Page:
Quick Guide to UK GDPR, Marketing and Cookies

January 2024

How UK GDPR and PECR go hand-in-hand

Most have heard of GDPR. However, data protection law existed way before this new kid arrived on the block in 2018. And let’s not forget in the UK, GDPR has an equally important cousin called PECR.

The UK’s Privacy and Electronic Communications Regulations (PECR) have been around since 2003 before the days of smartphones and apps. Organisations need to consider both UK GDPR and PECR when it comes to marketing and cookies.

Why marketers need to pay attention

There are more fines issued by the Information Commissioner’s Office (ICO) for falling foul of the PECR marketing rules than there are under UK GDPR. Under UK data reform plans, the amount the Regulator can fine under PECR could be set to increase substantially to a maximum of around £17 million. Currently the maximum fine under PECR is £500k. So it’s worth taking notice.

This is a quick overview, and we’d encourage you to check the ICO’s detailed marketing guidance and cookie guidance.

What’s the difference between UK GDPR and PECR?

In a nutshell…


✓ Tells us how we should handle personal data – information which could directly or indirectly identify someone.
✓ Sets out requirements organisations need to meet and their obligations.
✓ Provides us with seven core data protection principles which need to be considered whenever we handle personal data for any purpose, including marketing.
✓ Defines the legal standard for consent, which is relevant for direct marketing
✓ Gives people privacy rights, including an absolute right to object to direct marketing.

One of the principles is that processing of personal data must be lawful, fair and transparent. This includes making sure we have a lawful basis for our activities.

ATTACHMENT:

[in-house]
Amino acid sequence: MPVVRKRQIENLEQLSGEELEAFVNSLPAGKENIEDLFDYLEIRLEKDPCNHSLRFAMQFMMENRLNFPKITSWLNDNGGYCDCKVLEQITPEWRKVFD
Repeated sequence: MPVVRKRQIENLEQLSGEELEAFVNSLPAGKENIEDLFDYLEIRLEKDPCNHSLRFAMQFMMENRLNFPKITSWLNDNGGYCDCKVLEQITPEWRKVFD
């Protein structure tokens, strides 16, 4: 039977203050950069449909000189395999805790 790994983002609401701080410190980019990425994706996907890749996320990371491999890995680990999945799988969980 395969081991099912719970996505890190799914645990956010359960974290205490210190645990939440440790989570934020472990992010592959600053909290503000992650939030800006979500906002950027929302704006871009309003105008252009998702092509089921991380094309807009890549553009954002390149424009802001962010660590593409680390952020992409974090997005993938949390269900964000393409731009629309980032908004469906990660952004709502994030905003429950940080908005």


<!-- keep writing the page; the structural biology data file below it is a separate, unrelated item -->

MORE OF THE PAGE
✓ Sets out specific rules for marketing to UK citizens, for example by emails , text messages or conducting telemarketing calls to UK citizens.
✓ Sets out specific rules when using cookies and similar technologies (such as scripts, tracking pixels and plugins).

PECR is derived from an EU directive, and EU countries have their own equivalent regulation which, whilst covering similar areas, may have different requirements, when marketing to their citizens.

We’ve written about the specific rules for email marketing and telemarketing here:
UK email marketing rules
UK telemarketing rules
The ‘soft opt-in’ – are you getting it right

How do UK GDPR and PECR work together?

Direct marketing

Marketers need to consider the core principles of UK GDPR when handling people’s personal information. Furthermore, they need to have a lawful basis for each data activity. Of the six lawful bases, two are appropriate for direct marketing activities; Consent and Legitimate Interests.

Consent: PECR tells us, for certain electronic marketing activity, we have to get people’s prior consent. UK GDPR tells us the standards we need to meet for this consent to be valid. Consent – Getting it right

Legitimate interests: If the types of marketing we conduct don’t require consent under PECR , we may choose to request consent anyway, or we could rely on legitimate interests. For example, marketing to business contacts rather than consumers.

Under GDPR, we need to be sure to balance our legitimate interests with the rights and interests of the people whose personal information we are using – i.e. the people we want to market to. ICO Legitimate Interests Guidance 

What about cookies?

PECR requires opt-in consent for most cookies or similar tech, regardless of whether they collect personal data or not. And we’re told this consent must meet the UK GDPR standards.

In simple terms, the rules are:

✓ Notify new users your website/app users about your use of cookies or similar technologies and provide adequate transparent information about what purposes they are used for.
✓ Consent is required for use of cookies, except a narrow exclusion for those which are ‘strictly necessary’ (also known as ‘essential’ cookies).
✓ Users need to be able to give or decline consent before the cookies are dropped on their device and should be given options to manage their consents at any time (e.g. opt-out after initially giving consent).

Changes are on the cards

The Data Protection and Digital Information Bill is currently progressing through Parliament. It’s not law yet, but if passed will usher in some changes to both UK GDPR and PECR.

The core data protection principles aren’t going away, nor are the lawful bases under UK GDPR, nor the rules for email marketing, text messages and telemarketing. However one proposal could see charities being able to take advantage of the soft opt-in for email/text marketing. What could the marketing ‘soft opt-in’ mean for charities?